At the 2016 Lockton Complex Risk Symposium, Denise Balan from XL Catlin and Heyrick Bond Gunning from S-RM discussed workplace violence and how risk managers in reducing the incidences of this.
OSHA defines workplace violence as any act or threat of physical violence, harassment, intimidation or other threatening disruptive behavior that occurs at the work site. Homicide is the 4th leading cause of death in the workplace and the leading cause of death for women in the workplace. There were over 700 deaths due to workplace violence last year.
Categories of workplace violence include:
- customers clients and patients
- employees or supervisors
- domestic partners or relatives of the employee
OSHA rules indicates an employer has a “duty of care” to protect employees from workplace hazards. OSHA can use this “duty of care” to issues citations in the absence of regulations. From the workplace violence perspective, it is important for employers to have a written policy in place to deal with threats of workplace violence and how to respond if there is an incident in the workplace.
In terms of predictive modeling, there were social media predictors for about 20% of the workplace violence incidents. These included explicit threats posted on Facebook or Twitter.
Some issues that can lead to workplace violence include:
- Intense workloads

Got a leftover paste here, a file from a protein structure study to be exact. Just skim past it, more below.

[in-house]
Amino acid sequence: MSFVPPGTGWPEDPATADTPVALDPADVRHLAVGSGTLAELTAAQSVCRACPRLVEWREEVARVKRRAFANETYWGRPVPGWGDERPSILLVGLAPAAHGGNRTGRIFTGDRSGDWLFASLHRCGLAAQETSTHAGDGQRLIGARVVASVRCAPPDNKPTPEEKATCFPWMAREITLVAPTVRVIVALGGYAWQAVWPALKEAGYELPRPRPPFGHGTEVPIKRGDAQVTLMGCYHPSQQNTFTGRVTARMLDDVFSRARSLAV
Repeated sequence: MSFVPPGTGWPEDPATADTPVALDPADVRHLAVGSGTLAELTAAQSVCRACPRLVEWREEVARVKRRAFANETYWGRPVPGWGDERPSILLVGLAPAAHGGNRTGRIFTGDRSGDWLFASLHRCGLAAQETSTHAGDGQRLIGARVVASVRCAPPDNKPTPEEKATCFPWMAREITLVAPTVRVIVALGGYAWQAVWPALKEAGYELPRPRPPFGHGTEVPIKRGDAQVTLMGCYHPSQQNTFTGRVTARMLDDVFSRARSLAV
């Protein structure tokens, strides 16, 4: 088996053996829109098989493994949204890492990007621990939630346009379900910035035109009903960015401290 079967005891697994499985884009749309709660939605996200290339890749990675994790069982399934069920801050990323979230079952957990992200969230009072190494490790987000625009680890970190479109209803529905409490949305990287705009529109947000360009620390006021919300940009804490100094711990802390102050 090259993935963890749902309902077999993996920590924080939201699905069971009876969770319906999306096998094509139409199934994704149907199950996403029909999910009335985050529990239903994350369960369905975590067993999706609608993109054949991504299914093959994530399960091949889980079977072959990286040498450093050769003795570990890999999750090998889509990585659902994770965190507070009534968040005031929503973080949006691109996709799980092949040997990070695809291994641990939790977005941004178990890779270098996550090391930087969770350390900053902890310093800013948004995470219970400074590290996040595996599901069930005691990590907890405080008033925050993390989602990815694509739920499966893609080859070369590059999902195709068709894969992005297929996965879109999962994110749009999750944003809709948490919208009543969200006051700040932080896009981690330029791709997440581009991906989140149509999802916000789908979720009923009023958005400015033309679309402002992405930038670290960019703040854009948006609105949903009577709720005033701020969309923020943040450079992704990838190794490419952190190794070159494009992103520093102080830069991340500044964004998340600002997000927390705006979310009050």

- Restructuring, layoffs
- Ignoring warning signs
- Chronic verbal abuse
- Allowing co-worker feuds to go unaddressed
Early warning signs include:
- Someone who argues frequently with co-workers
- Person who refuses to cooperate with their supervisor
- Demonstrates tendency to be short-tempered
- Yelling on the phone or behind closed doors
- History of drug or alcohol abuse
- Makes inappropriate or unwanted sexual advances
A heightened warning signs include:
- Argues increasingly with customers, vendors, co-workers
- Stops obeying basic company policies and rules
- Sabotages equipment or steals property for revenge
- Vague threats
Immediate threat warning signs include:
- Repeated threats of suicide
- Repeated threats to co-workers
- Repeated fights with co-workers
- Showing weapons or referring to having them
- Talks openly about hurting co-workers
A crisis management plan must be flexible and allow for quick, decisive action. Advance preparation include knowing escape routes, practicing lockdown procedures, knowing how to react to sounds of gunfire and knowing how to contact first responders. You should have employee training around responding to workplace violence to ensure you are meeting the “duty of care” both to satisfy OSHA requirements and to mitigate potential civil liability exposures.
There are some specific insurance products available to address workplace violence. This includes Workplace Violence specific policies, and endorsements or enhancements to kidnap, ransom & extortion policies. Consultant networks can provide assistance in public relations and special security advisors.